“When the brackets came out, Coach [John] Clark said that for an unseeded wrestler, I got the best draw I possibly could have,” Foxen said. “I relished the opportunity to avenge those losses [to West and Brown].”
In their previous meeting, Foxen recalled giving up an early takedown to West and being ridden out for the rest of the first period. He knew in the rematch, being effective off bottom was key.
“This time, at the beginning of the second period I got out in less than 10 seconds,” he said. “I also was able to get to my underhook much better. He won the handfighting the first time but I was able to get to much better positions this time around.”
Foxen next met another familiar challenge in number two seed Brown of the Mountain Hawks. Once again, he got revenge for an earlier setback, winning on a takedown in sudden victory to earn a spot in the finals.
“Against Brown, I just executed much better this time,” he said. “The match was almost the exact same match as the first time, but with a different outcome. Both matches were basically seven minutes of handfighting on feet with a few shots but no one close to scoring in regulation. The first time, he got me on the edge in overtime for a takedown. This time in overtime, I got an ankle pick to win.”
Besides putting him in the title match, the victory ensured an NCAA slot for Foxen, a dream he had been chasing.
“That was a really big win for me,” he said. “Making NCAAs had been a goal of mine for so long. When you’re in the semis, you don’t want to lose, especially when there are four qualifying spots. Because if you lose, you’re stuck in an all-or-nothing match. It was great to win that one and not have to worry about NCAAs. I just had to worry about getting ready for the finals.”
But the win meant more than a chance to participate in college wrestling’s biggest event in St. Louis next week. It demonstrated that Brown wrestling is still alive and kicking. After all, the Bears won four total matches as a team at last year’s EIWA tournament, finishing last. This year, the squad boasted four placers and two NCAA bids. (184 pound freshman Ophir Bernstein will join Foxen in Missouri).
That didn’t seem possible not too long ago. Foxen remembers being in line for weigh-ins at the University Nationals in Akron, Ohio with teammate Zach Kulczycki in April when they received a call that changed everything. Clark revealed the news that the recommendation had been made to eliminate the Bears program.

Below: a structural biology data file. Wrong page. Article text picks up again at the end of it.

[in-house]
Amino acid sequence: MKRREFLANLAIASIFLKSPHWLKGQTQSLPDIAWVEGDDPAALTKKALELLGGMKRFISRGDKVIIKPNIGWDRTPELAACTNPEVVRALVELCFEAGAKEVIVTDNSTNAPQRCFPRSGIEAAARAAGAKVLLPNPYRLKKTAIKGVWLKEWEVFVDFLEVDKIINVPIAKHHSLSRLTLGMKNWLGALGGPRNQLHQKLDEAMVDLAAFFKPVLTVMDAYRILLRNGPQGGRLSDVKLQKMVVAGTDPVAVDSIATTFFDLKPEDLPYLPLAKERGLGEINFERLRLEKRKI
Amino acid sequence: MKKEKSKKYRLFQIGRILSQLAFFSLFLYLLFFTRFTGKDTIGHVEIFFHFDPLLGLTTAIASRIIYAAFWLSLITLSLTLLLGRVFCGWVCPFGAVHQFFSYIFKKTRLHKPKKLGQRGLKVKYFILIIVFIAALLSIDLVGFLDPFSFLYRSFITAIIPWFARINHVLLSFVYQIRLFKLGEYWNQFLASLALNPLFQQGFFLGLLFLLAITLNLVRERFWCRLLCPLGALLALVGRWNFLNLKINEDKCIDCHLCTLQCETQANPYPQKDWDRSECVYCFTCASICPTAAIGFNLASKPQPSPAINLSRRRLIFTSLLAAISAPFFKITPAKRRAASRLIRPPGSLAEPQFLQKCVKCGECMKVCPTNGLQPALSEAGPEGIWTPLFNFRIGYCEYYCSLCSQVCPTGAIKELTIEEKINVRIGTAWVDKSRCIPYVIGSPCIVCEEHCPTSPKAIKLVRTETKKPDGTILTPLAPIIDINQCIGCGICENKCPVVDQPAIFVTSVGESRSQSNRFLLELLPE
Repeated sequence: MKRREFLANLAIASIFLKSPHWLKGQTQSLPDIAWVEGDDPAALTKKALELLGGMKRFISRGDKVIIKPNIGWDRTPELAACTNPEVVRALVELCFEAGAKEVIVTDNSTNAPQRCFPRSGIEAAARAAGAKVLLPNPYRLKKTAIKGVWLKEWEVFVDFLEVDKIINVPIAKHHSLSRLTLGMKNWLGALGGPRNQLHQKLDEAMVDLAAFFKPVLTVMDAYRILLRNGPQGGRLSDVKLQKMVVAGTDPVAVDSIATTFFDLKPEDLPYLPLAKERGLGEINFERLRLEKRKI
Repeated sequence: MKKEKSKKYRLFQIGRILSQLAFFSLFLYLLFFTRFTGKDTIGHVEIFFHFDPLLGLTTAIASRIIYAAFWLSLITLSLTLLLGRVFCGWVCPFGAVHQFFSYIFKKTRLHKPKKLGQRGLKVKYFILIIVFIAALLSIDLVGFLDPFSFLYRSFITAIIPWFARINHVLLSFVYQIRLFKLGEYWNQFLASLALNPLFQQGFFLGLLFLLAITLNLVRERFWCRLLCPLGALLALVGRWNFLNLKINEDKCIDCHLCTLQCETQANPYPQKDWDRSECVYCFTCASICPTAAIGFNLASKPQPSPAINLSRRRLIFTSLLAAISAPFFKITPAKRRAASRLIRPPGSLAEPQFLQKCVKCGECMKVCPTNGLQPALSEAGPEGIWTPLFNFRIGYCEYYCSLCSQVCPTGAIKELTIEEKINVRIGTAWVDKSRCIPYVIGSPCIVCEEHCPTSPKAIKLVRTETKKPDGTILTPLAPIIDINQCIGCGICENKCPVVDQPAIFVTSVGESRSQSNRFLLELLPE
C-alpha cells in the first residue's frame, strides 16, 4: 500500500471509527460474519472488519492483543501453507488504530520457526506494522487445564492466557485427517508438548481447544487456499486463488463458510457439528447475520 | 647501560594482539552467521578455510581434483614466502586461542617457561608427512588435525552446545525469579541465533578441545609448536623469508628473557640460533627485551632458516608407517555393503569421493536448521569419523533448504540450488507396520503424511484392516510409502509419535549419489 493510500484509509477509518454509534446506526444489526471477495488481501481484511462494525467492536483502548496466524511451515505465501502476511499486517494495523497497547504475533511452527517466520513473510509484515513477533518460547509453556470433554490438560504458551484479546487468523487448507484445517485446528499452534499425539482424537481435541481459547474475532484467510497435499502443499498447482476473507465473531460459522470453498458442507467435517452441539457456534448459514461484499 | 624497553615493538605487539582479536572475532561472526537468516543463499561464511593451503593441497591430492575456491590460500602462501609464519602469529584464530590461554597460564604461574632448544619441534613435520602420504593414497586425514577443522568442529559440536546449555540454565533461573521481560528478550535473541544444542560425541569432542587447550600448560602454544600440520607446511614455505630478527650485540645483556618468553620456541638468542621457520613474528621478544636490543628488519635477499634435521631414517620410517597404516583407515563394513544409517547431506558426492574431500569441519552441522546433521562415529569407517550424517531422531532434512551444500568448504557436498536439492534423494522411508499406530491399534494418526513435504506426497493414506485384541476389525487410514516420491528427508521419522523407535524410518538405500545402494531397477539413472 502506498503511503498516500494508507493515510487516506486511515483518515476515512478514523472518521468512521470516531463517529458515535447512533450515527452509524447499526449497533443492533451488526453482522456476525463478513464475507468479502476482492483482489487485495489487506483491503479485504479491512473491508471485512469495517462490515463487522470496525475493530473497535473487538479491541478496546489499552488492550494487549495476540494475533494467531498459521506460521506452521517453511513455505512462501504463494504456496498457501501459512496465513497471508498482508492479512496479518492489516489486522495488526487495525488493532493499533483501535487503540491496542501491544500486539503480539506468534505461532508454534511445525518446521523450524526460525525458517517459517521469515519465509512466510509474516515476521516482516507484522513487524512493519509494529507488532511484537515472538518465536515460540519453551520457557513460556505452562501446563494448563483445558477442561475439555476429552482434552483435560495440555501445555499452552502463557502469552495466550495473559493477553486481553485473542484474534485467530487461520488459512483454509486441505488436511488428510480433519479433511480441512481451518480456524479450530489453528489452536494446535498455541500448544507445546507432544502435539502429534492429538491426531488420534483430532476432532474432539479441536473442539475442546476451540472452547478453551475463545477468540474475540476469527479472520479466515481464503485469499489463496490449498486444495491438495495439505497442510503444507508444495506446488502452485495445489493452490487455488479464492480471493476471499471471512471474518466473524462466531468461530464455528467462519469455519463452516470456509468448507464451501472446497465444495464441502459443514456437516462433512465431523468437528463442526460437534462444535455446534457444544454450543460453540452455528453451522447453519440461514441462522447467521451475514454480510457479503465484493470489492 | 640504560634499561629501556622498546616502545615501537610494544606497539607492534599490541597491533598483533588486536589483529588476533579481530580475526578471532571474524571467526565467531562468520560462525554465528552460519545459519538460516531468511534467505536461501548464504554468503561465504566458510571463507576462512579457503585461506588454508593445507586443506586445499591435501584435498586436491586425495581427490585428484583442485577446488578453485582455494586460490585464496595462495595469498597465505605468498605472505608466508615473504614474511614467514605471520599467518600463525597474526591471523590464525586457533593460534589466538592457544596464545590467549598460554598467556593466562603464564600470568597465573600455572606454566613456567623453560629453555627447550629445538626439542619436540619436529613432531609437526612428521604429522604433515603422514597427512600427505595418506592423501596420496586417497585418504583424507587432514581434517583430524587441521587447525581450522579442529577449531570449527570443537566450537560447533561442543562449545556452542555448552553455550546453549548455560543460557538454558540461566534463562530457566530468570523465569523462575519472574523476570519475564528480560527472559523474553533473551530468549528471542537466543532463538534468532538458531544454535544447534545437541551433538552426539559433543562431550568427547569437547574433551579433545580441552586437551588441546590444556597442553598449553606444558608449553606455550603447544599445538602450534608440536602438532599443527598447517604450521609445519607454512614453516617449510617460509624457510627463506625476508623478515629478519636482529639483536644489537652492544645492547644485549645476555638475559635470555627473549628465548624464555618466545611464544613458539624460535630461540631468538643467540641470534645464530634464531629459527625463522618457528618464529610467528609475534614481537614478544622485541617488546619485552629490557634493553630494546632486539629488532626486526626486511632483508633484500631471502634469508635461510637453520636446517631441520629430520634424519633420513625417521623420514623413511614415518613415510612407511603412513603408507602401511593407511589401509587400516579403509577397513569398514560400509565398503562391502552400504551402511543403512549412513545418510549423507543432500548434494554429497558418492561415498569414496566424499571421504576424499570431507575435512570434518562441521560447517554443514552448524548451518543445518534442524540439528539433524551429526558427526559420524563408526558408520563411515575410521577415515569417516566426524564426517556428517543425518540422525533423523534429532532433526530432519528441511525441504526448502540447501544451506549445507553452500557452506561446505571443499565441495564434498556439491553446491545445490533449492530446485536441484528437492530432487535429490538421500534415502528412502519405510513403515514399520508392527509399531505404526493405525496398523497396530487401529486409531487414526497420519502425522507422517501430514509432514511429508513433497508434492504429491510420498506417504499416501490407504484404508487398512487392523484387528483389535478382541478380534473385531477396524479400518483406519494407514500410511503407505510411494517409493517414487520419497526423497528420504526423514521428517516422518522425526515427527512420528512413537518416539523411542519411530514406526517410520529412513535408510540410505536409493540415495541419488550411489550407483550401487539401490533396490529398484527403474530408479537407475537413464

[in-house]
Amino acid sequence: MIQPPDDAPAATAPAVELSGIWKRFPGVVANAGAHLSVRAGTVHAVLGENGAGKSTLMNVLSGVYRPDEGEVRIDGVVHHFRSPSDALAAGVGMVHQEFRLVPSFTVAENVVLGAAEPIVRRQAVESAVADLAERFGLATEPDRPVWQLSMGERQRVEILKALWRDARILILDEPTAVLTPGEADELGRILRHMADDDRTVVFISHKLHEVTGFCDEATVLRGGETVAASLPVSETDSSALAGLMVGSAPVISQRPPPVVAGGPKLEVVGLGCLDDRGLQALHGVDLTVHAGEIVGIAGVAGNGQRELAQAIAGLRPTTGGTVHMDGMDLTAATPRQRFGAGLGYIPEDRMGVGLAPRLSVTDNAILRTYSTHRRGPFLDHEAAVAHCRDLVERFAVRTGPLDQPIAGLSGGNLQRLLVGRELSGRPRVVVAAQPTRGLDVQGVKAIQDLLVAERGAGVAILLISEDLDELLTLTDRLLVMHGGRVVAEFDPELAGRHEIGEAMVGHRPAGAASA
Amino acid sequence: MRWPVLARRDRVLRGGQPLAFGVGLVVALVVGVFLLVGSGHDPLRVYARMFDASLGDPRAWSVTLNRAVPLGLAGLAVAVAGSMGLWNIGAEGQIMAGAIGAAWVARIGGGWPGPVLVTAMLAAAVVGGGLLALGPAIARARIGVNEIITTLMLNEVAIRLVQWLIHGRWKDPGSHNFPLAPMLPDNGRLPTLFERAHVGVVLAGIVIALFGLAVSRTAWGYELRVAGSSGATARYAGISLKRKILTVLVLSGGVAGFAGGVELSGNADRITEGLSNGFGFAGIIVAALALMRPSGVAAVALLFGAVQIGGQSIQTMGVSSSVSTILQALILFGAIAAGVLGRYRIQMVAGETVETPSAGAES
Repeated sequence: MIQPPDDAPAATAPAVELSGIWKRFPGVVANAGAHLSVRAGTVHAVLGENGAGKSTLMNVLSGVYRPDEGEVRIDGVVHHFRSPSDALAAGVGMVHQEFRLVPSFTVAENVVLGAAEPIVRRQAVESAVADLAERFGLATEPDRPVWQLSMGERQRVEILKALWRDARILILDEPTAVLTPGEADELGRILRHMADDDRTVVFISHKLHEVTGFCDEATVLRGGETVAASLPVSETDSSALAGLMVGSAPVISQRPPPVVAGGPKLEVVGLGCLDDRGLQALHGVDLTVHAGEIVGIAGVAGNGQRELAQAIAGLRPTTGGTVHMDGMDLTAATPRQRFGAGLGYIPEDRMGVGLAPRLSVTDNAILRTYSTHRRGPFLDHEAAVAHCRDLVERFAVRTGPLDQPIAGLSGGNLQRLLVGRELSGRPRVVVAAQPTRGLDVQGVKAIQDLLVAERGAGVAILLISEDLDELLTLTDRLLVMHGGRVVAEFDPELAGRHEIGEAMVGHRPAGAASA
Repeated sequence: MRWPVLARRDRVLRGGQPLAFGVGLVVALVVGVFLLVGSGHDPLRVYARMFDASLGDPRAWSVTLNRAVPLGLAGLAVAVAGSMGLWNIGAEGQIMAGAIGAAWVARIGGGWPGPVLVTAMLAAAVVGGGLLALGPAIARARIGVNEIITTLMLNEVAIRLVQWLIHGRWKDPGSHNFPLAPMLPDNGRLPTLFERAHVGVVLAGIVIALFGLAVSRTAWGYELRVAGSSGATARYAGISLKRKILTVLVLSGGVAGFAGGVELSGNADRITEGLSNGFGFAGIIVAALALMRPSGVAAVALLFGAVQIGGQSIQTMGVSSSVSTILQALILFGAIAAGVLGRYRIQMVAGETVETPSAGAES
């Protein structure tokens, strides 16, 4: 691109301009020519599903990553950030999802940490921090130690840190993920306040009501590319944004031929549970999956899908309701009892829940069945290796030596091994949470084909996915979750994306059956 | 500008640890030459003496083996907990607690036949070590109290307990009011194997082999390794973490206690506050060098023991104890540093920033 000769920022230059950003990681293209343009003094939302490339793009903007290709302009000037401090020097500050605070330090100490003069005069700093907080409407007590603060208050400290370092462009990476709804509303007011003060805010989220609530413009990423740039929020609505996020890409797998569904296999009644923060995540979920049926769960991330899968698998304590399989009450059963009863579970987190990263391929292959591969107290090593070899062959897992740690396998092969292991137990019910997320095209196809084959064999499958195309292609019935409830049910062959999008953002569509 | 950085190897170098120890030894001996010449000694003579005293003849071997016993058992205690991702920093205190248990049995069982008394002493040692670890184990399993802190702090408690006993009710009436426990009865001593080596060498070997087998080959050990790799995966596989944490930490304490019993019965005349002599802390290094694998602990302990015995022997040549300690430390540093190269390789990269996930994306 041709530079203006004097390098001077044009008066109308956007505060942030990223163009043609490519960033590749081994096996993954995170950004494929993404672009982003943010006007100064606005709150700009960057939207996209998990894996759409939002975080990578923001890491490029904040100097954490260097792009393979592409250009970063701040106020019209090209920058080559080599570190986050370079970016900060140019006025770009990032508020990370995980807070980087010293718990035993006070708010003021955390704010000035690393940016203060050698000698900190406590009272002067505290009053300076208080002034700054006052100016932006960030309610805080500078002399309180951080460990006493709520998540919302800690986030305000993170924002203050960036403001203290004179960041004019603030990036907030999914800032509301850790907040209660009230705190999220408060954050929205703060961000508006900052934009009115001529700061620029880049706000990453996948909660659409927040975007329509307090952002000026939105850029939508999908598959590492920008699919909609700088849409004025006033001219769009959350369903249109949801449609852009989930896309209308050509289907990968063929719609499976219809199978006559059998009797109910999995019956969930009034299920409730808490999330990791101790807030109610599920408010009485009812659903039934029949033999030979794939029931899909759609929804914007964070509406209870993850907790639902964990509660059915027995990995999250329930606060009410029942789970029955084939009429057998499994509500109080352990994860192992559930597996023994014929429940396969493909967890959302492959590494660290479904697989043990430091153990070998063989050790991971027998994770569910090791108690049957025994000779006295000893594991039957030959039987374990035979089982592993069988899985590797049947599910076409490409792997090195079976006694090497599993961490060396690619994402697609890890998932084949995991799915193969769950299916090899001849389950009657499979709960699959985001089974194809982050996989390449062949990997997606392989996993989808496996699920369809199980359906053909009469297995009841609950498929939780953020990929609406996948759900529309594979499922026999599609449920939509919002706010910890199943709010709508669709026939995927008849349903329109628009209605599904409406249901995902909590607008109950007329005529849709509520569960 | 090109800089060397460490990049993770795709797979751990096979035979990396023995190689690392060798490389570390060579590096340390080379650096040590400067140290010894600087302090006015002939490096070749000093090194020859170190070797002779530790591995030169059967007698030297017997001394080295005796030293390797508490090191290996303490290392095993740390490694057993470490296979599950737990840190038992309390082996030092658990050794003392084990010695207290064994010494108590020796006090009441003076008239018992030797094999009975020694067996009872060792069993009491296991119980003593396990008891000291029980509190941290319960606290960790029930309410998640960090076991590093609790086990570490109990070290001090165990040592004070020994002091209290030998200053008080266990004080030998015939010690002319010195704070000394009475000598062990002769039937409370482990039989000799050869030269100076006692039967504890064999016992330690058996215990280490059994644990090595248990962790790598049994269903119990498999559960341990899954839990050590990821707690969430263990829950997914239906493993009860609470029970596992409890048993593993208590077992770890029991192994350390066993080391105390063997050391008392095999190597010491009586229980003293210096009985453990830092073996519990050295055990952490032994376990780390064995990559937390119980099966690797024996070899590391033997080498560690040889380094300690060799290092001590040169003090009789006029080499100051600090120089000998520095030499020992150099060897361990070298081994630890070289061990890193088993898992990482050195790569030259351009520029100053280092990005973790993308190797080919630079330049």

“All of a sudden, we didn’t have a team anymore,” he said. “Our hearts sunk. But Zach and I told each other to try to block it out and wrestle the tournament. We would come back to Brown afterwards and reconvene with everyone to figure out what to do next.”
Foxen was part of a collaborative effort among wrestlers, coaches, alumni and others to save the program. The group put on a pep rally on the main campus green along with the skiing and fencing teams. They scheduled a number of meetings with University President Ruth Simmons to talk about what the sport meant to them, the school and their families. They sat down with the Athletic Recommendation committee and were thrilled when Governor Lincoln Chafee appeared to support them.
“It was a team effort,” he said. “I was really proud that everyone came together and stepped up. When we got the news that we could continue this year, it was a huge relief. I was thrilled to get my senior year back, but at the same time, we’re not done, not by a longshot. The main goal is to preserve the program for many years to come. There’s still a big fight ahead but it was nice to win a small battle. I think we’re in a good spot, though. We have an alumni base that loves our team and will do everything they can to make sure we keep moving forward.”
The events of the past year made the title especially significant.
“It really means a lot after all our program went through,” he said. “I hope it paves the way for a lot more EIWA champions and national qualifiers here because we have a lot of young talent on the team. I hope it pushes and motivates my teammates to pursue those kinds of goals.”
Foxen isn’t done pursuing his own objectives yet.
“My goals haven’t changed despite where I’ve come from and what I’ve been through,” he said. “My goal has always been to make the podium. I definitely think I have the ability and so do my coaches. It’s about putting together enough matches in a row.”
For the second time this month, Dave Foxen will enter a tournament unseeded. He looks to put his stamp on NCAAs the same way he did at Easterns.
You just don’t find that many stories like this in college sports. Here’s a real student-athlete, able to compete at the highest level. Brown Wrestling is a solid program (not a factory) and the program is making the most of its support from friends and alums. Best of luck to Foxen and Brown U. Let’s hope the university can sustain a level of support.
I agree Roger, good post. I remember Foxen in HS, he has come a long way.
I agree. It’s a great story. We will be rooting for you at ncaa’s